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5 ways to motivate sales reps that work (besides money)

“My compensation has little to no impact on how I feel about my job,” said no sales rep ever.

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Let’s be real. Sales is a high-pressure job.

Sales reps are constantly worrying about meeting their quotas and oftentimes feel that management measures their performance by pipeline growth. (Which, depending on your management style, might not be far off.)

Of course, money plays a role in motivating sales reps to do better—there’s a reason why structured commission programs work. But this constant race to reach their quotas can be super stressful. No sooner have they achieved this month’s quota, as the next month’s quota is already here, and they need to start all over again.

In this post RevenueGrid sales (and content) team sets things straight: 

what an unhappy employee’s performance amounts to; how bad a disengaged sales reps really are, and how to motivate sales teams without money? 

Motivate for the right reasons.

Sometimes even money isn’t enough to make everyone happy.

You can’t get into your employee’s heads to see what they’re thinking, even if everything seems fine on the surface. It’s good that your employees are productive, but it’s not a complete indicator of whether they are actually challenged and fulfilled with their work.

Employees can perform well but do so with resentment or opposing views on the company, management or team. Recognizing that these employees also exist will help you better allocate resources to design a motivation program that works for everyone.

The disengaged employee

A highly disengaged employee is unproductive. He or she can have a bad attitude and demotivate others. A disengaged employee, however, can be productive: they may simply go through the motions and complete their tasks for the day, while still being somewhat motivated to perform well at their job.

The unhappy employee

Another example is the unhappy employee. He or she may also be productive, yet at odds with the company’s values. They may perform not for the sake of their company or team, but for the sake of their reputation, customer base, responsibilities, and so on.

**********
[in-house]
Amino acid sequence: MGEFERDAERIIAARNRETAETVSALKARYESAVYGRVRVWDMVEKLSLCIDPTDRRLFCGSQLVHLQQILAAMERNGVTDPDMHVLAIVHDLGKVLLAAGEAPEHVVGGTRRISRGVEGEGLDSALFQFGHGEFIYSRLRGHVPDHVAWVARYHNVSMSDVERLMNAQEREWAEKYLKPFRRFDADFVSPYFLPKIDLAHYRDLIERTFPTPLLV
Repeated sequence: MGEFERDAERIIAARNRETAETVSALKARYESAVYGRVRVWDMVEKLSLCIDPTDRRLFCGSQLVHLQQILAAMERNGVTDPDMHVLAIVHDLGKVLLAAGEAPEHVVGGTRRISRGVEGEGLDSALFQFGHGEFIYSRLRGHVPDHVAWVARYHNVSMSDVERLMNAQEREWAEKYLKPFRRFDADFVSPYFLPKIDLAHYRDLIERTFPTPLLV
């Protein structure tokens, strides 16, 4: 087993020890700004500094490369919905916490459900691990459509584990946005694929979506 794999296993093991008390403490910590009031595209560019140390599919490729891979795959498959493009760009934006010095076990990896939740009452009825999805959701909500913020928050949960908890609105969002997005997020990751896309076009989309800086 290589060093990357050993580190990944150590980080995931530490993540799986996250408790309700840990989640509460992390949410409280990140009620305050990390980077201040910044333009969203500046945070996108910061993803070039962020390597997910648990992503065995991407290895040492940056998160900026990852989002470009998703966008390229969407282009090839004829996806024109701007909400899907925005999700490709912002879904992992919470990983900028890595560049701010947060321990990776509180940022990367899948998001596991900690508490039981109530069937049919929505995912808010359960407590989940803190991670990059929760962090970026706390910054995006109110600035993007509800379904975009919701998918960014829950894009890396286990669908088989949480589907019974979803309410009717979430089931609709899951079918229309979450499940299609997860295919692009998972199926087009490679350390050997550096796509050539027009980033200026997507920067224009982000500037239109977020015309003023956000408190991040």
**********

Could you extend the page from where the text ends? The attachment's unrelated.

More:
So, how do managers identify and interpret reasons why employees are disengaged and unhappy with their work? What can sales managers do to prevent burnout and motivate sales reps in ways that won’t increase their weariness and levels of stress? Surely there must be alternatives to just “throwing money at it,” right?

With these questions sorted out, let’s move over to the five strategies to motivate sales teams—commission cheques aside. 

5 strategies on how to motivate sales teams without money

1. Give your reps the recognition they deserve.

According to a Gallup workplace survey, 28% of employees reported that their most memorable recognition came from their direct manager.


28% of employees say that the most memorable and the most valued recognition came from their direct manager.

Your positive feedback has more impact than you might think.


The main takeaway from this data? The individualized recognition you give your team members who report directly to you is likely to be their most memorable.

And it makes sense—it’s like a relationship: most of us would choose feeling truly valued and appreciated over material gifts any day.

So, take advantage of the impact recognition can have on your employee’s motivation levels. Here are some ideas:

Handwritten thank-you card

  • An employee of the month award
  • Hosting a team lunch in honor of the star employee(s)
  • Having a “wall of fame” dedicated to recognizing outstanding performance from team members
  • Something personalized to the employee (e.g., if they’re a huge baseball fan, give them tickets to an upcoming game)

2. Take the time to understand what drives your sales reps.

To really motivate your sales reps, you need to understand what gets them going. Taking the time to learn about and understand them will not only help you drive your staff but also help to establish a relationship of trust a nd mutual support (what every leader hopes for).

You can do this by sitting down with your employees one-on-one. If you don’t do this already, ask them questions like:

  • Do you feel motivated to perform your best?
  • What is it about your job that motivates you the most?
  • What would get you even more motivated?
  • When you’re not feeling motivated, how will you let me know?
  • If I know you’re not feeling motivated, what do you want me to do to help change that?